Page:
For Jack McEnroe, the price of liberty has nothing to do with politics or patriotism. It’s based on keeping his job.
Jack works at a Red Rock, Montana, prison under construction and meant for terrorists. It’s named Liberty and is funded, through some nefarious means, by Halcyon Corporation, which sounds eerily like the Halliburton Corp. of reality. The protagonist is in trouble for punching out the boss’ piggish son, Shane Fetters, and has been demoted to clean-up duty, which angers him well enough. In the recent past, his wife, Kyla, left him because he spent all his time building a dream house for his family instead of spending time with her and kids. Now Kyla, who works as a secretary for the boss (and is secretly sleeping with him), has discovered that executive Dave Fetters has been double-billing Halcyon. She worries about whether she should blow the whistle.
Little does Kyla know but she leaves her tracks on the computer, and Dave realizes she’s been into his super-secret double-billing file. He also knows she’s been querying the word “whistle-blower” on various search engines. He realizes he’s in trouble deep, but doesn’t want to harm Kyla. Trouble is, Shane knows too, and he’s like a roaring bull moose that can’t be stopped.
Jack’s in the middle and has to stop Sean from destroying his family and everything else he holds dear in the name of Liberty.
It’s a fine plot that novelist Keir Graff has woven in the wilderness thriller The Price of Liberty. What looks to be a book about survival in the wilds of Montana is more like a book about surviving political wiles in Washington, D.C. Senators and corporation big-wigs get handouts, everyone glad-hands, and plenty of money is exchanged. Fetters takes the big shots on fake “hunts” into the wilderness where nothing is killed, but they all retire for a venison meal at a swank restaurant and fat Cuban cigars. That’s the way business is done in this version of America, the one no one of Jack’s class will ever see.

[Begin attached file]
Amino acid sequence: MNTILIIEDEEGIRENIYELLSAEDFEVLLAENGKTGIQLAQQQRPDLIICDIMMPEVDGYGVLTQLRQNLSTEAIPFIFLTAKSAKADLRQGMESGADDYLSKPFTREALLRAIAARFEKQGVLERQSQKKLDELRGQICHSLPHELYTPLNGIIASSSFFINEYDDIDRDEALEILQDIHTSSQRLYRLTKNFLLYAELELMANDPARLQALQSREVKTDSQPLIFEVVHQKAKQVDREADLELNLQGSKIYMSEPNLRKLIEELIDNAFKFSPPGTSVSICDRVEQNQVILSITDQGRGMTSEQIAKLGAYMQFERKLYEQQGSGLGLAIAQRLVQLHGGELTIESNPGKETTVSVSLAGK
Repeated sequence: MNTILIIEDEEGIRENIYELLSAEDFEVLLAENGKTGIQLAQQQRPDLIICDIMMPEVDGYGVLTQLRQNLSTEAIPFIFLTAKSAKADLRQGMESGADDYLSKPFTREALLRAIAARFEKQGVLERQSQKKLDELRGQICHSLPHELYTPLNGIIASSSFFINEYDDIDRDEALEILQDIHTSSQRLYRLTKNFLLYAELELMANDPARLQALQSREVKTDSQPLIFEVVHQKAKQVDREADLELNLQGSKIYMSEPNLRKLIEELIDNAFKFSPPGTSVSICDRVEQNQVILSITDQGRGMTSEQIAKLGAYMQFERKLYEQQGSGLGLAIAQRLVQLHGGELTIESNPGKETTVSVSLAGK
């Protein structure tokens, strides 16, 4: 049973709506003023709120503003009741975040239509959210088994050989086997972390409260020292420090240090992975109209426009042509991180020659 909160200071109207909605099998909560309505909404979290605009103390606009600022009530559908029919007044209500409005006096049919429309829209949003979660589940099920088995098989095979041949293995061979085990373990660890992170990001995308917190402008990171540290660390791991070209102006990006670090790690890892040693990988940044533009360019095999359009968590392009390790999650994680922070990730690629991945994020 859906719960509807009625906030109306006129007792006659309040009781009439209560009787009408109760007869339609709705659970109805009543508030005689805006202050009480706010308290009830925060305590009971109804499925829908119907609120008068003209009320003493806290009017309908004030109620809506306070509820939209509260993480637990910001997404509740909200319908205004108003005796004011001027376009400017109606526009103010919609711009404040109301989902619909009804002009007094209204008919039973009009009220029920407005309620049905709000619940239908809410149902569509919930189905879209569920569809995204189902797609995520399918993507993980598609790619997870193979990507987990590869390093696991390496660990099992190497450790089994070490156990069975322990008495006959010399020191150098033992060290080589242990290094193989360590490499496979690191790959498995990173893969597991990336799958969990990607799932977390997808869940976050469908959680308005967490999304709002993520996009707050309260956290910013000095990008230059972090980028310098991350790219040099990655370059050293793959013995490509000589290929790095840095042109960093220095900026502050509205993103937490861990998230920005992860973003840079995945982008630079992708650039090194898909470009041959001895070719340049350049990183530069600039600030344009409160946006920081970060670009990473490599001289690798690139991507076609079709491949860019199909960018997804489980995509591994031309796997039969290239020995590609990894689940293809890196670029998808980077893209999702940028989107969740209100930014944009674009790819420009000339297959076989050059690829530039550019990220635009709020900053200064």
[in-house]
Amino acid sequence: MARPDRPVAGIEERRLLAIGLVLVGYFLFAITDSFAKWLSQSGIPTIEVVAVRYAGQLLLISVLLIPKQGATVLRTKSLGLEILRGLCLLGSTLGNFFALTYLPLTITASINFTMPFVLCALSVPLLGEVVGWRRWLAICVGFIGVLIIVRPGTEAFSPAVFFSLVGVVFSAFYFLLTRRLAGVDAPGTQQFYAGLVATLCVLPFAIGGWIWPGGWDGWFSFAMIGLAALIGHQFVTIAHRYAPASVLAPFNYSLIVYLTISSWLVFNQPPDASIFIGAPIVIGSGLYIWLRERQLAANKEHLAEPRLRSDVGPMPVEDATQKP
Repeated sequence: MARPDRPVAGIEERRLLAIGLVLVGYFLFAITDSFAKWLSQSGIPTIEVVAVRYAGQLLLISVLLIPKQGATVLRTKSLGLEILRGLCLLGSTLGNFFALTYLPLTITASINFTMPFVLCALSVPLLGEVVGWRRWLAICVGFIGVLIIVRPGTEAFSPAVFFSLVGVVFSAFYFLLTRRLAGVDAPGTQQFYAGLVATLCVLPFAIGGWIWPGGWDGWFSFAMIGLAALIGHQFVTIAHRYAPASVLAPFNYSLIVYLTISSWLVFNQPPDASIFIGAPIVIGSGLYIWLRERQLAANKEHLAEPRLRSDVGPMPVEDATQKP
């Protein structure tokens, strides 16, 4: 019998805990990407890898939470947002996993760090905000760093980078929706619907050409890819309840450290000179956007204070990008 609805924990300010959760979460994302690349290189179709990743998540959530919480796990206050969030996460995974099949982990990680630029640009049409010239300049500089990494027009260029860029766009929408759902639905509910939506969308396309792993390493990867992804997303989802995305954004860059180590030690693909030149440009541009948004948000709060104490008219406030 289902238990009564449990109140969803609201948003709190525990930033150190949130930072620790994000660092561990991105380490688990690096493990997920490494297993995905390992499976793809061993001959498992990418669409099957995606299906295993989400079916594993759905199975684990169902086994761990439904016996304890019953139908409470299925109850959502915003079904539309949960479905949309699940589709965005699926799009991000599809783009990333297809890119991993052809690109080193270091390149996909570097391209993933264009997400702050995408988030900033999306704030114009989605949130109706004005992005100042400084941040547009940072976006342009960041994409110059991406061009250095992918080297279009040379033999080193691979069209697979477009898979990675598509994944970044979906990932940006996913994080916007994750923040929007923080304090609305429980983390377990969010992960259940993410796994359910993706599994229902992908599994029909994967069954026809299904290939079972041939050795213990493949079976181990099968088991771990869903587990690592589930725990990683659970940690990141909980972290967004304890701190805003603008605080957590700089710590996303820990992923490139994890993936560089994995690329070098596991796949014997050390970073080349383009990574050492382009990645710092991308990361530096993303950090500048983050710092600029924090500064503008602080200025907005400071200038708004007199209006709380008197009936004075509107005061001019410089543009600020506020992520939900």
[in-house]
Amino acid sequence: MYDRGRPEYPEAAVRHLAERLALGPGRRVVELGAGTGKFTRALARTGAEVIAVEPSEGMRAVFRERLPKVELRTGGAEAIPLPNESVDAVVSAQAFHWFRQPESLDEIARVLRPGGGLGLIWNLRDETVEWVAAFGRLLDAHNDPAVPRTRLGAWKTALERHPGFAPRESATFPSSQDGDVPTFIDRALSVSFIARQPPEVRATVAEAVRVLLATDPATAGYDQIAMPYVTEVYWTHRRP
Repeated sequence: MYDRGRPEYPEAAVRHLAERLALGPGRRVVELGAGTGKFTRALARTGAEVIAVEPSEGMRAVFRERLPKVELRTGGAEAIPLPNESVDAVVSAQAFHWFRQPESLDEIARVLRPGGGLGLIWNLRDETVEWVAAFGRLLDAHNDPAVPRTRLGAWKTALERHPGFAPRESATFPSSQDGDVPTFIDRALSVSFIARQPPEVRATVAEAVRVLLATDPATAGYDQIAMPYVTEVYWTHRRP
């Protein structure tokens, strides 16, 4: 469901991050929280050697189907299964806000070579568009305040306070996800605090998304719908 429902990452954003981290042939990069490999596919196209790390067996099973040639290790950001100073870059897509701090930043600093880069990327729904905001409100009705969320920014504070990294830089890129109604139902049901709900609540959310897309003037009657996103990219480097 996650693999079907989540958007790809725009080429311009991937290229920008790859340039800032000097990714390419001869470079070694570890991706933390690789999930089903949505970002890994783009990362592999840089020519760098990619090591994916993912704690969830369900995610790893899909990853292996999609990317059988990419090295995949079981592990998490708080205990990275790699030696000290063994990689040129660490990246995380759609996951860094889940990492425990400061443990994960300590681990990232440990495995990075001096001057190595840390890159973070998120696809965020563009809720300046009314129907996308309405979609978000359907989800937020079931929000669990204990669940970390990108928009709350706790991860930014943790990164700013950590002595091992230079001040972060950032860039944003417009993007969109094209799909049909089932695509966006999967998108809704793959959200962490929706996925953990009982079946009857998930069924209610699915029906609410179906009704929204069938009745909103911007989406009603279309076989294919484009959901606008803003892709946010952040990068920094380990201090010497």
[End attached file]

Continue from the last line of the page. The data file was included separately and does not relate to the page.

Up until the double-billing is discovered, everything goes swimmingly for Dave Fetters. However, he doesn’t know that a couple security folks from the feds are on to him. They have full names, but like most secret operatives, they just go by last names: Starr and Mosley. Mosley is the most interesting: a vet of the Iraq war, he seems able to slip in and out of every emergency, and track any illegal activity. He’s been watching Shane. Starr has put it more bluntly to Dave; he’s told Dave that his son has been identified as a security problem. What’s a father to do?
It all goes haywire in a wicked and wild way when Shane cuts loose with some sort of half-baked plot to restore his honor and keep the ill-gotten loot. Rotten to the core, he’s not afraid to blow away innocent gawkers along the way. Mosley quietly cleans up the mess in the name of damage control. Jack strikes out on his own doing counter-insurgency, if you will, getting friends and co-wokers to battle back at Shane. Dave’s caught in the middle. I won’t leak any spoilers, but his filial love could have shone in a better light.
All in all, Graff has produced a terrifically ironic look at America today, where the terrorist prisons stand in for the real-life legislators who are terrified of housing terrorists. (Although our maximum security prisons house the worst serial killers, rapists, and child killers.) The double-funding for the Halcyon Corporation mirrors the messes we’ve gotten into with Halliburton and now the Xe Corps. No explanation needed. Missing taxpayer money? Someone in Washington, D.C. is knee-deep in it. And even though Red Rock, Montana, is about a thousand miles from nowhere, it’s a perfect microcosm of Everywhere, USA.
My only beef is that Graff’s tight and almost journalistic prose (that’s a good thing, by that way), tends to make Red Rock sound like a cold, barren place where no one would want to live. I doubt that was his intention, for Kyla and the kids are relieved when Jack lets them know he doesn’t want to move away. Making the landscape sound less forbidding and more ruggedly beautiful might have softened the edges of the book.